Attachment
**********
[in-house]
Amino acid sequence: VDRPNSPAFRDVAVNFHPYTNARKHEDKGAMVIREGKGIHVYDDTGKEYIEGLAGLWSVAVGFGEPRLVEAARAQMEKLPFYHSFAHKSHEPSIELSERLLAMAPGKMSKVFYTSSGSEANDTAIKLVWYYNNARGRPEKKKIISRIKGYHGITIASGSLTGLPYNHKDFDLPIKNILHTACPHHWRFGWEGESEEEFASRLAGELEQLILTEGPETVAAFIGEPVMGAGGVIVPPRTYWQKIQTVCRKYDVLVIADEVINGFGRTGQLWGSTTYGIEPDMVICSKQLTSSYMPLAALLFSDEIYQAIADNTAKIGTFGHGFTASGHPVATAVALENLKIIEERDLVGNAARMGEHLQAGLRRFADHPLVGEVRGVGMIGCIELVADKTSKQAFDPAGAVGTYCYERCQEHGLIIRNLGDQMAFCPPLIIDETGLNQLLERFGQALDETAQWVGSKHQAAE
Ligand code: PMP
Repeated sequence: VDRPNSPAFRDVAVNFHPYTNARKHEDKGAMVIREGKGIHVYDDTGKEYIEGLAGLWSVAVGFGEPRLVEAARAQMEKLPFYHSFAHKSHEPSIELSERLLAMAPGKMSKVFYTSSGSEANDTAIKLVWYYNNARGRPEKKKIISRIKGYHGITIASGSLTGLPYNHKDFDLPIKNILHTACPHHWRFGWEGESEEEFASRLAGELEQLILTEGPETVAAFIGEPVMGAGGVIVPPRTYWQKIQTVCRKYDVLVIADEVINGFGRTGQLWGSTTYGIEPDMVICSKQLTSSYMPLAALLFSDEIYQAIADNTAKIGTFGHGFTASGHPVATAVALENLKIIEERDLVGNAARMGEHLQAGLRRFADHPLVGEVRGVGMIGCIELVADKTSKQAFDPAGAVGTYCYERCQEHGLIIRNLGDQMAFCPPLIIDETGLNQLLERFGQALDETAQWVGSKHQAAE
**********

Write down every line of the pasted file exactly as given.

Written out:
[in-house]
Amino acid sequence: VDRPNSPAFRDVAVNFHPYTNARKHEDKGAMVIREGKGIHVYDDTGKEYIEGLAGLWSVAVGFGEPRLVEAARAQMEKLPFYHSFAHKSHEPSIELSERLLAMAPGKMSKVFYTSSGSEANDTAIKLVWYYNNARGRPEKKKIISRIKGYHGITIASGSLTGLPYNHKDFDLPIKNILHTACPHHWRFGWEGESEEEFASRLAGELEQLILTEGPETVAAFIGEPVMGAGGVIVPPRTYWQKIQTVCRKYDVLVIADEVINGFGRTGQLWGSTTYGIEPDMVICSKQLTSSYMPLAALLFSDEIYQAIADNTAKIGTFGHGFTASGHPVATAVALENLKIIEERDLVGNAARMGEHLQAGLRRFADHPLVGEVRGVGMIGCIELVADKTSKQAFDPAGAVGTYCYERCQEHGLIIRNLGDQMAFCPPLIIDETGLNQLLERFGQALDETAQWVGSKHQAAE
Ligand code: PMP
Repeated sequence: VDRPNSPAFRDVAVNFHPYTNARKHEDKGAMVIREGKGIHVYDDTGKEYIEGLAGLWSVAVGFGEPRLVEAARAQMEKLPFYHSFAHKSHEPSIELSERLLAMAPGKMSKVFYTSSGSEANDTAIKLVWYYNNARGRPEKKKIISRIKGYHGITIASGSLTGLPYNHKDFDLPIKNILHTACPHHWRFGWEGESEEEFASRLAGELEQLILTEGPETVAAFIGEPVMGAGGVIVPPRTYWQKIQTVCRKYDVLVIADEVINGFGRTGQLWGSTTYGIEPDMVICSKQLTSSYMPLAALLFSDEIYQAIADNTAKIGTFGHGFTASGHPVATAVALENLKIIEERDLVGNAARMGEHLQAGLRRFADHPLVGEVRGVGMIGCIELVADKTSKQAFDPAGAVGTYCYERCQEHGLIIRNLGDQMAFCPPLIIDETGLNQLLERFGQALDETAQWVGSKHQAAE